Taipei, a high-tech industrial area, is the capital city of Taiwan and a special municipality of the Republic of China. It sits at the northern tip of the country, with most of the city located on the Taipei Basin. The city proper has a population of about 2.7 million with an area of 272 square km or 105 square miles. Taipei is also the largest city in Taiwan and one of the most populated urban areas.
Taipei was founded in the early 18th century by the Chinese immigrants from the mainland and it became an important overseas trade center in the 19th century. The Chinese government made it an entity in 1875 and then proclaimed a province of China in 1886. From then, Taipei continued its way in becoming a contemporary city with its notable building projects. The city is known for Taipei 101, the National Palace Museum, Chiang Kai-Shek Memorial Hall Park, Shilin Night Market, and the ancient Longshan Temple.
There is no specific red light district in Taipei, but Linsen North Road is the closest thing the city has to offer. The area has numerous bars that feature small KTV rooms. Most of the venues have bar girls who usually accompany predominantly male guests in drinking, singing, and other activities, depending on what the establishment can offer. Some places do offer extra services, but these are technically illegal.
Wan-Hua also used to be the red light district city of Taipei, with sex workers soliciting customers every day. It always had a thriving sex trade, but the government-regulated red light parlors were abolished in the 1990s. Some brothels, however, are still operating illicitly. The sex trade in the area is offered by hostesses in unlicensed parlors and lounges. These venues are called “A-gong diam,” which are a part of the cultural nightlife of Wan-Hua. With complaints from some residents and merchants, however, the police carry out spot-checks in the area.
Beitou was also a renowned red light district and used to be a place where men could soak in the hot springs and eat delicious meals while also being entertained by female workers. The government, however, cleaned up the area in the late 1980s. Today, Beitou is now a major tourist attraction known for its hot springs, lush green environment, and historical sites.
History of the RLD
During the Japanese colonial era, Beitou was developed into a hot springs resort. In the first half of the 20th century or the time when Japan used to control Taiwan, the area around Beitou Parks became one of the largest spas in Asia. The place was also filled with music halls, taverns, and houses for ill repute.
In the time of Vietnam War, American soldiers turned the place into a notorious red light district, but after the country banned the prostitution in the late 1970s, the area became inactive for a while. The government is now restoring the Beitou Park, which is focused on serving a different kind of client from what it used to have.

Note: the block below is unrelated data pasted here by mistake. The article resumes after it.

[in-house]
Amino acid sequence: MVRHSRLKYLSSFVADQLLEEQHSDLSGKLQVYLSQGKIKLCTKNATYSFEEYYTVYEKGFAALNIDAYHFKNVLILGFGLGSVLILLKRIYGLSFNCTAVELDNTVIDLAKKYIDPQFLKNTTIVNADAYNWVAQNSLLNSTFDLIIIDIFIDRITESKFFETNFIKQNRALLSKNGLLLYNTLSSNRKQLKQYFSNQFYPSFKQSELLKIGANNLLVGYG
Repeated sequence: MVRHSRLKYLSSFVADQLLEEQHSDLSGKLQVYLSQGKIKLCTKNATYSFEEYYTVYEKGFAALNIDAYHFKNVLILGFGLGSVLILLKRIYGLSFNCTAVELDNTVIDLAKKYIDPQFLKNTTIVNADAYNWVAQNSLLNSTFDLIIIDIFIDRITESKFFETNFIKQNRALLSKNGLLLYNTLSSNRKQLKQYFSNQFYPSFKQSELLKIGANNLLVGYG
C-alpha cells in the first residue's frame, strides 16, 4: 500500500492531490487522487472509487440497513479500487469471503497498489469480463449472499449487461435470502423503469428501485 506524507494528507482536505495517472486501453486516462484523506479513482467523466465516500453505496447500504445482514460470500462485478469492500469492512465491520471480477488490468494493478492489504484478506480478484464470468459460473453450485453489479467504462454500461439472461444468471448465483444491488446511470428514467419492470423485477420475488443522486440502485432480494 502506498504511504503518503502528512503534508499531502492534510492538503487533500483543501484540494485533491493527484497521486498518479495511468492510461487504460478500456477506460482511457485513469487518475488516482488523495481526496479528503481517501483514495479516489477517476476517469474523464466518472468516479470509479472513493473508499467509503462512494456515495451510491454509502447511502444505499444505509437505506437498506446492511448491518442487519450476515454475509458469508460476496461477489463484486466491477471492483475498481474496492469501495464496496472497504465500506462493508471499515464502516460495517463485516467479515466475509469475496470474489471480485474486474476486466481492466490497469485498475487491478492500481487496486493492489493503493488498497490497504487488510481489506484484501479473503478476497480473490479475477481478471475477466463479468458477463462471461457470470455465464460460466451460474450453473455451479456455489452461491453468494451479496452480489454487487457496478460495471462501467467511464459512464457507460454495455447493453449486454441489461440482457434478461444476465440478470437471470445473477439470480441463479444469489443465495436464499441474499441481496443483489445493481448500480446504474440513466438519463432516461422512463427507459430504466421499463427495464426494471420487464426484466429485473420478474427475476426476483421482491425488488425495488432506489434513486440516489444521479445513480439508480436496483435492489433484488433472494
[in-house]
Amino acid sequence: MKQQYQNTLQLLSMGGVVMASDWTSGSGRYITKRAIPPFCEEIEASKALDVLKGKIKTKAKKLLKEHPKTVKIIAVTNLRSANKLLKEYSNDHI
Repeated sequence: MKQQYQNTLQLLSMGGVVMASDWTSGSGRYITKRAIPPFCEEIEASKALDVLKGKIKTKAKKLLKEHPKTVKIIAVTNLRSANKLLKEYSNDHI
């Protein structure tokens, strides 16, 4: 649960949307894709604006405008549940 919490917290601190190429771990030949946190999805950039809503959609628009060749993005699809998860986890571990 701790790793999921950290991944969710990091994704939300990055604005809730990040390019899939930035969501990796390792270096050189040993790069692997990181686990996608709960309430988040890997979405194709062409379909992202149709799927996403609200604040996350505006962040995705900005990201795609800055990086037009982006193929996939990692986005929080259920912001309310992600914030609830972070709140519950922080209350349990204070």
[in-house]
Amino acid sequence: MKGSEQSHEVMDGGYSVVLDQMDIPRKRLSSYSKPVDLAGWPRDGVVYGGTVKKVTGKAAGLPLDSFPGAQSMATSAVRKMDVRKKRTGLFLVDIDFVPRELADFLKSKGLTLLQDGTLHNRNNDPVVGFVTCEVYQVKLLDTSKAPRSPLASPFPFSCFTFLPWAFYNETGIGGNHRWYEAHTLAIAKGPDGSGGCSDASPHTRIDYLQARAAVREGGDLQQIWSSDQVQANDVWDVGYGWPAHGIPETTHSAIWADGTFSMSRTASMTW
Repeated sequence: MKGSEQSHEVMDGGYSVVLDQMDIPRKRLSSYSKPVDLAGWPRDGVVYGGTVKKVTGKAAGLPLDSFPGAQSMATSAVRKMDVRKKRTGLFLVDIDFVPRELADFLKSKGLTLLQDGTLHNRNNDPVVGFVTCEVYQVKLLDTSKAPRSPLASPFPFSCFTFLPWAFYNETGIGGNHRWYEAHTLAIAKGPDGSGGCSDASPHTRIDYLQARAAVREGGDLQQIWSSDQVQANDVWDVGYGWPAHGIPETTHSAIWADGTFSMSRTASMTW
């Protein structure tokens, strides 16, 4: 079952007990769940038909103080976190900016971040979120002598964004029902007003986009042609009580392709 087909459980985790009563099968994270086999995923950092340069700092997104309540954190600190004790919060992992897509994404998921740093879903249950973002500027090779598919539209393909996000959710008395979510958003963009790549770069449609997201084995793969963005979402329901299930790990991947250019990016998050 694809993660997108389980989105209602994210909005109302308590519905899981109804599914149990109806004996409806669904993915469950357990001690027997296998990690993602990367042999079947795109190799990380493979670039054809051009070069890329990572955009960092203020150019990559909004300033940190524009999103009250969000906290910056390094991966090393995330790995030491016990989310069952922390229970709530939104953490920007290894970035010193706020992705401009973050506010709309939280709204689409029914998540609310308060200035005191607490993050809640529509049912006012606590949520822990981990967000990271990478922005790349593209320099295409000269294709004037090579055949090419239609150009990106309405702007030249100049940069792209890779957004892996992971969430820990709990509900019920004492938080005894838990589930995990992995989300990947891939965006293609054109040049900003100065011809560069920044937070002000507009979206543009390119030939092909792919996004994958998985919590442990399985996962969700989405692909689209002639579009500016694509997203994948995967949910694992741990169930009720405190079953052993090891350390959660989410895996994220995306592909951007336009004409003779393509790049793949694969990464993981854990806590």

How to Reach Taipei
Taipei has an extensive public transport system, making it easy to go around the city. There is the Taipei Metro (MRT) or the subway, which makes transportation a breeze. The Metropolitan Rapid Transit covers most the areas in the city and is usually the best option for transport. Tourists can reach the Linsen North Road and Beitou through the subway or the MRT.
There is also the Taipei Joint Bus System, serving other areas not covered by the metro, with its extensive city bus system. Those who ride the city metro system can use an EasyCard for cheaper fares. There are also metered taxis in the area, operating 24 hours a day. Many of the bus drivers, however, do not understand English, so it is best for the tourists to have their destination written down in Chinese.
Taipei is a relatively safe city. Those who will walk on the road between Nanjing E. and Changan E. should expect to see people offering services. People can loiter around the area after 10:00 p.m., and it will still be bustling with lights. Taipei is like a little New York City, and people in the city are hospitable.
The sex trade in Taipei is widely tolerated behind closed doors. In fact, the brothels in the city are sometimes disguised as massage parlors or nightclubs. There are also prostitutes in the streets, with some locals noting that sex workers grab male customers from the pedestrian and offer adult services.
Tourists who stroll in narrow alleys near Huaxi Street Night Market can spot some lone girls. It is common for these workers to initiate an approach in soliciting their business. Girls usually lead the way, taking customers to the brothels while also giving them a chance to choose a girl they like.
It is also possible to take a girl home, but this option is much more expensive. Strips bars in Taipei, furthermore, are not predominant, so most of them operate in KTV-like rooms. It is a lot easier to get into places like these when a regular customer accompanies a new customer.
Resources suggest that there is just one theater in Taipei that show erotic movies. Pornography, of course, is a lot more common on the Internet. In terms of adult entertainment, Tokyo MTV, an adult entertainment center operated by the biggest AV producer in Japan, has recently opened in Taipei. This is located in Nanyang Street.
Picking up girls in the street is not always a major issue as sex workers are becoming more daring in getting customers. Many use the method known as la ke (拉客), which means “pulling the customers.” In pursuit of clients, sex workers grab the customers, pull them to brothels, and offer discounted services. Street prostitutes with this tactic are found in Wan-Hua district.
Taipei also offers saunas and massage parlors, perfect for clients who want a relaxing experience in a friendly atmosphere.